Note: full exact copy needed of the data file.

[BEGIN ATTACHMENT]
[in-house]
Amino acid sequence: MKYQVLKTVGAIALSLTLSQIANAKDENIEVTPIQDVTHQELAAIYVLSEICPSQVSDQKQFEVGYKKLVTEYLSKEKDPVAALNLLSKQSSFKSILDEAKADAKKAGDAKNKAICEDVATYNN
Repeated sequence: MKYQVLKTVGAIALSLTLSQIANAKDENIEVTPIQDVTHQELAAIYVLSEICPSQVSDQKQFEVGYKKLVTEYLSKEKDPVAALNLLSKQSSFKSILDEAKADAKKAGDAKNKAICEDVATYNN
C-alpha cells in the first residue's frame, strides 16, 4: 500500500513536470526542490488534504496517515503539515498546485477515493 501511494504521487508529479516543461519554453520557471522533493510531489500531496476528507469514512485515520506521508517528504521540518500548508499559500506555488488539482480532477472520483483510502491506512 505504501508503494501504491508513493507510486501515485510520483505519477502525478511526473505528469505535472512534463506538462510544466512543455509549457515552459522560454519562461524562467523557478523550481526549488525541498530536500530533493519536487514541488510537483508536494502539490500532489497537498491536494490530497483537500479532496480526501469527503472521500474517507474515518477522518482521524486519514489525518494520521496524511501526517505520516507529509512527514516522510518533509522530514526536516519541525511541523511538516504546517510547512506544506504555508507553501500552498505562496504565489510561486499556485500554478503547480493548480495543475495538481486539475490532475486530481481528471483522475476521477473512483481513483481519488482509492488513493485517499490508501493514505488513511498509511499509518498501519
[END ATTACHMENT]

[in-house]
Amino acid sequence: MKYQVLKTVGAIALSLTLSQIANAKDENIEVTPIQDVTHQELAAIYVLSEICPSQVSDQKQFEVGYKKLVTEYLSKEKDPVAALNLLSKQSSFKSILDEAKADAKKAGDAKNKAICEDVATYNN
Repeated sequence: MKYQVLKTVGAIALSLTLSQIANAKDENIEVTPIQDVTHQELAAIYVLSEICPSQVSDQKQFEVGYKKLVTEYLSKEKDPVAALNLLSKQSSFKSILDEAKADAKKAGDAKNKAICEDVATYNN
C-alpha cells in the first residue's frame, strides 16, 4: 500500500513536470526542490488534504496517515503539515498546485477515493 501511494504521487508529479516543461519554453520557471522533493510531489500531496476528507469514512485515520506521508517528504521540518500548508499559500506555488488539482480532477472520483483510502491506512 505504501508503494501504491508513493507510486501515485510520483505519477502525478511526473505528469505535472512534463506538462510544466512543455509549457515552459522560454519562461524562467523557478523550481526549488525541498530536500530533493519536487514541488510537483508536494502539490500532489497537498491536494490530497483537500479532496480526501469527503472521500474517507474515518477522518482521524486519514489525518494520521496524511501526517505520516507529509512527514516522510518533509522530514526536516519541525511541523511538516504546517510547512506544506504555508507553501500552498505562496504565489510561486499556485500554478503547480493548480495543475495538481486539475490532475486530481481528471483522475476521477473512483481513483481519488482509492488513493485517499490508501493514505488513511498509511499509518498501519